Sunday, December 23, 2007


To make love to a stranger is the best.

There is no riddle and there is no test -

To lie and love, not aching to make sense

Of this night in the mesh of reference.

To touch, unclaimed by fear of imminent day,

And understand, as only strangers may.

To feel the beat of foreign heart to heart

Preferring neither to prolong nor part.

To rest within the unknown arms and know

That this is all there is; that this is so.

Not mine. Vikram Seth's. Exquisite.

Saturday, December 15, 2007

Denver Paaji !

I walked into Music Station, a place selling music and film CD’s and DVD’s. I was there to return the Bhool Bhulaiyya CD I had rented the day before. There were two people already at the counter, and I waited for my turn, looking at the various shelves having a host of movie discs on show.

On the other side of the shop, standing aside the pair of headphones and the couple of music CD’s you can listen to for trial, were two typical Haryanvi Jats – tall, burly and with an air of unmistakable menace around them. One of them had the headphones to his ears, while the other was going through the adjoining shelf.

“Paaji! Aap yeh gaana suno….paagal ho jayoge aap!”, cried the first one, suddenly.

“Achha ji? Lao!”, replied the other, and took over the headphones.

A few moments later, he handed them back.

“Denver hai na yeh?”

“Haan ji…aapne suna hoga yeh gaana pehle…”

“Haan suna hai….teri gaadi mein hi kaafi baar”

“Magical voice hai ji, is bande ki….”


The man on the headphones now went on to listen to the song with sheer delight on his face, almost dancing along with the tune. He was singing as well, and his voice was as horrible as horrible could be, but I got enough words from them to recognise the song –

“Country roaaaaaaaaaaaadddds, take me hommmmmmmmmme
To the plaaaaaaaaace, I beloooooooooooong
West virginiaaaaaaaaaa, mountain mommmmmmmaaaaaaaa
Take me hommmmmmmmmme, country roaaaaaaaaaaaaaaadddds !”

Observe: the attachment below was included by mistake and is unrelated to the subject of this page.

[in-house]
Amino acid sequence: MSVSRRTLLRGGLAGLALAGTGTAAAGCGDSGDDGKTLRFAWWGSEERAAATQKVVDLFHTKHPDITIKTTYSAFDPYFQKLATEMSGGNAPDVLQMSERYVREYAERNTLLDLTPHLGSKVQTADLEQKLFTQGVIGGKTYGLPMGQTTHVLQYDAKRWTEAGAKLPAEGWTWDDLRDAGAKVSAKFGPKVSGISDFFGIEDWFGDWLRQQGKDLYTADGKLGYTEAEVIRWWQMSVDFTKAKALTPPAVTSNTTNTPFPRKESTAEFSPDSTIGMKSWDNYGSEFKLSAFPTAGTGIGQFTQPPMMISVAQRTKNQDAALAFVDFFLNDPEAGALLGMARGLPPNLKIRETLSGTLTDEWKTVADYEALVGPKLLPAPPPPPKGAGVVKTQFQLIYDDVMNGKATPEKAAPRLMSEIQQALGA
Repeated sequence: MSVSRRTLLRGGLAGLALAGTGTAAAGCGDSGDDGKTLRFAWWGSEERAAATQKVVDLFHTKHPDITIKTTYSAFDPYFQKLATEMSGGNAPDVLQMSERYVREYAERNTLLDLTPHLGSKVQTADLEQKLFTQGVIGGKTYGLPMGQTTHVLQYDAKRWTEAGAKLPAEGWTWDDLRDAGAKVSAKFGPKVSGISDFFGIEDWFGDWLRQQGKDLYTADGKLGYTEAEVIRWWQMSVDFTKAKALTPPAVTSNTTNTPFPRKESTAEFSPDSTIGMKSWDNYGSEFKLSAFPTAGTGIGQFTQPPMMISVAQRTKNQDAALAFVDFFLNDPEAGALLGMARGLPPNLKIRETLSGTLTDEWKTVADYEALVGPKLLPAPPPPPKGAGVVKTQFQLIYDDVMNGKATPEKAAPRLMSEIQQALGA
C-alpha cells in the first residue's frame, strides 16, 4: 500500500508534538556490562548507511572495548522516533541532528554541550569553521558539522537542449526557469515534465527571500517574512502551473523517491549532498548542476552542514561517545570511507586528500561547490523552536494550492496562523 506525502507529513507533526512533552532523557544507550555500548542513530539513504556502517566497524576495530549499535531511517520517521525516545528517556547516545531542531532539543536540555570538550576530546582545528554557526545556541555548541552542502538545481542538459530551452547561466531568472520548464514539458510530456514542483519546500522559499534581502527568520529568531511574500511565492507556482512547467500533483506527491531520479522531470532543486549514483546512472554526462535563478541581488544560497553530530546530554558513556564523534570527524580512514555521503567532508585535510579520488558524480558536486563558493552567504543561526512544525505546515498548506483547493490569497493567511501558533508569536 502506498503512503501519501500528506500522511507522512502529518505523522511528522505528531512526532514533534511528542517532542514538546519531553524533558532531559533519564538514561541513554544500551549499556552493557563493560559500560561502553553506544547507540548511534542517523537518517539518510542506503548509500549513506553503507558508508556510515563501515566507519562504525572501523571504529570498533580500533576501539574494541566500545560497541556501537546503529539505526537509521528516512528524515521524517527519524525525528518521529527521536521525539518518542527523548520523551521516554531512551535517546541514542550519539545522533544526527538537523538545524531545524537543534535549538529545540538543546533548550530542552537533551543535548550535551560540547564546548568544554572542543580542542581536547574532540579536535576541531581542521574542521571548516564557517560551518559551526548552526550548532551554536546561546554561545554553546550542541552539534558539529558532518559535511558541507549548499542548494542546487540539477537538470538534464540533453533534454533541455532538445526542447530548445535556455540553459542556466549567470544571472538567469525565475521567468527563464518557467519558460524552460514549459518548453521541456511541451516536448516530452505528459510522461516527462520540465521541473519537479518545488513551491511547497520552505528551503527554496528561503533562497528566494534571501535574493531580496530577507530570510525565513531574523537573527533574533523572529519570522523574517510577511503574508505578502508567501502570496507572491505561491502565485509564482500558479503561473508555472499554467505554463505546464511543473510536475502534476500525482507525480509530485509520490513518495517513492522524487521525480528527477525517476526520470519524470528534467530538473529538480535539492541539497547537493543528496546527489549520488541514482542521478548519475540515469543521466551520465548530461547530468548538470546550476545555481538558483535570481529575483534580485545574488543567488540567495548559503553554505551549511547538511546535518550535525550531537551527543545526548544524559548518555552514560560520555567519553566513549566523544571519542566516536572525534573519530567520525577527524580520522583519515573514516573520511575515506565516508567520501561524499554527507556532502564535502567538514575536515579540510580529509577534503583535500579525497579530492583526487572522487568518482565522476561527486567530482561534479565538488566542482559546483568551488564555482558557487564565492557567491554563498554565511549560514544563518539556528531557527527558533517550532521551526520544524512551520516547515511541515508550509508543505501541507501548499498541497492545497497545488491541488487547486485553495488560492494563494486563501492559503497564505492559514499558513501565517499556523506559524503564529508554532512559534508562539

“What a voice, yaar, what a voice!”, he finally concluded, putting the headphones down.

It was amazing, to see two of these so-typical desi Haryanvis, whom I had seen previously only as local kirana shop owners, traffic policeman or bus drivers (and found it hard to associate them with anything else), to be discussing John Denver at a posh music store.

And then when I thought about it, I discovered that this is exactly what Gurgaon has to offer, which is different from all other places in India.

Here, you have desi Jats enjoying Denver and other western artists, big, over-sized aunties going about in fashionable, obscene-looking, designer trousers, and teenagers, ‘cool dudes and dudettes’, all dressed to kill, enjoying their evening out at expensive coffee parlours.

It is fascinating, when not slightly irritating.

Tuesday, December 11, 2007

Stream Kya Hai ?

He was a heavily moustached, heavily built man of medium height. We shared the same coupe on the Ashram Express from Ahmedabad to Delhi. It was seven in the morning, there were at least three hours before the train reached its destination, and it was out of boredom, and boredom alone, that this man had started asking me questions of no or little significance to him.

I had been sitting on the lower berth since 4 A.M., numbly looking at passing stations, unable to withstand the blast of the air-conditioner while trying to sleep on the top berth. The cooling system had been strengthened especially after Jaipur, to leave the coach feeling like Simla, and even three blankets, one stacked over the other, weren’t enough to help me forget that fact.

The man had joined me at around six thirty, and sat down, looking out with a stoned expression on his face. Then, after some time, getting out of his trance, he took out two packets of manufactured bhujia from his handbag. He offered them to me, and when I refused (because I wasn’t keen on taking my hands out from my jacket pocket, more than any other reason), he insisted, and did so repeatedly, until a vocal, assertive “No, no” from me silenced him finally.

After about two minutes of silence, he then asked me if I was a student. When I said I was, he stared casually at me for a while, munching away, as if trying to decipher the meaning of the encrypted piece of information I had just communicated to him.

“Ahmedabad mein?”


“Kaun sa college?”

“DA-IICT. Dhirubhai Ambani……”


“Haan. Engineering”

“ Wo to Reliance ka hai na? Aapki naukri to wahi lagti hogi?”

And for the 572nd time since I’d been an engineering student at DA-IICT, I explained that there were other companies that came for placements, that the people absorbed by Reliance formed a very small percentage.